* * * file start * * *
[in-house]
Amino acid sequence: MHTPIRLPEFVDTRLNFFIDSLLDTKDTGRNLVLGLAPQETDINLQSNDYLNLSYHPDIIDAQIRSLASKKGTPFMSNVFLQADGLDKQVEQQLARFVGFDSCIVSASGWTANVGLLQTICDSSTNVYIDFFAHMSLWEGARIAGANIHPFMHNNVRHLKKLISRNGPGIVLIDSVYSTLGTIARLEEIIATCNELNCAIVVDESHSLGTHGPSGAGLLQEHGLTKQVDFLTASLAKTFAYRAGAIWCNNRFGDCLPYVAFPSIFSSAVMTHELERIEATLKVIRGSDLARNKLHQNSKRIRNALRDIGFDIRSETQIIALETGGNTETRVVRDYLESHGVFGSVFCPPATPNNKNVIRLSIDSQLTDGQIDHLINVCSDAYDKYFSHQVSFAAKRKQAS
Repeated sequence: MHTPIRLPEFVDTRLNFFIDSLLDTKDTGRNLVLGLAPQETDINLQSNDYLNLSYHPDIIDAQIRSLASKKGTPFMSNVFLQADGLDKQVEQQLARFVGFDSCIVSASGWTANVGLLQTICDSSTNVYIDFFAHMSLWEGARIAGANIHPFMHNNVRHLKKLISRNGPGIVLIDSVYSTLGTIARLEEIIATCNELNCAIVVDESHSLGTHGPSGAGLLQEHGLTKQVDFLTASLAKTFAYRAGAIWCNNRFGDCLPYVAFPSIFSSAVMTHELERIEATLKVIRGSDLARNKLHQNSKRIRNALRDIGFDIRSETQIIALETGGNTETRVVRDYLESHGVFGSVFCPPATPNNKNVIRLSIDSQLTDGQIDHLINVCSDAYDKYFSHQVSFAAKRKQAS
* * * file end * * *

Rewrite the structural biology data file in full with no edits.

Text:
[in-house]
Amino acid sequence: MHTPIRLPEFVDTRLNFFIDSLLDTKDTGRNLVLGLAPQETDINLQSNDYLNLSYHPDIIDAQIRSLASKKGTPFMSNVFLQADGLDKQVEQQLARFVGFDSCIVSASGWTANVGLLQTICDSSTNVYIDFFAHMSLWEGARIAGANIHPFMHNNVRHLKKLISRNGPGIVLIDSVYSTLGTIARLEEIIATCNELNCAIVVDESHSLGTHGPSGAGLLQEHGLTKQVDFLTASLAKTFAYRAGAIWCNNRFGDCLPYVAFPSIFSSAVMTHELERIEATLKVIRGSDLARNKLHQNSKRIRNALRDIGFDIRSETQIIALETGGNTETRVVRDYLESHGVFGSVFCPPATPNNKNVIRLSIDSQLTDGQIDHLINVCSDAYDKYFSHQVSFAAKRKQAS
Repeated sequence: MHTPIRLPEFVDTRLNFFIDSLLDTKDTGRNLVLGLAPQETDINLQSNDYLNLSYHPDIIDAQIRSLASKKGTPFMSNVFLQADGLDKQVEQQLARFVGFDSCIVSASGWTANVGLLQTICDSSTNVYIDFFAHMSLWEGARIAGANIHPFMHNNVRHLKKLISRNGPGIVLIDSVYSTLGTIARLEEIIATCNELNCAIVVDESHSLGTHGPSGAGLLQEHGLTKQVDFLTASLAKTFAYRAGAIWCNNRFGDCLPYVAFPSIFSSAVMTHELERIEATLKVIRGSDLARNKLHQNSKRIRNALRDIGFDIRSETQIIALETGGNTETRVVRDYLESHGVFGSVFCPPATPNNKNVIRLSIDSQLTDGQIDHLINVCSDAYDKYFSHQVSFAAKRKQAS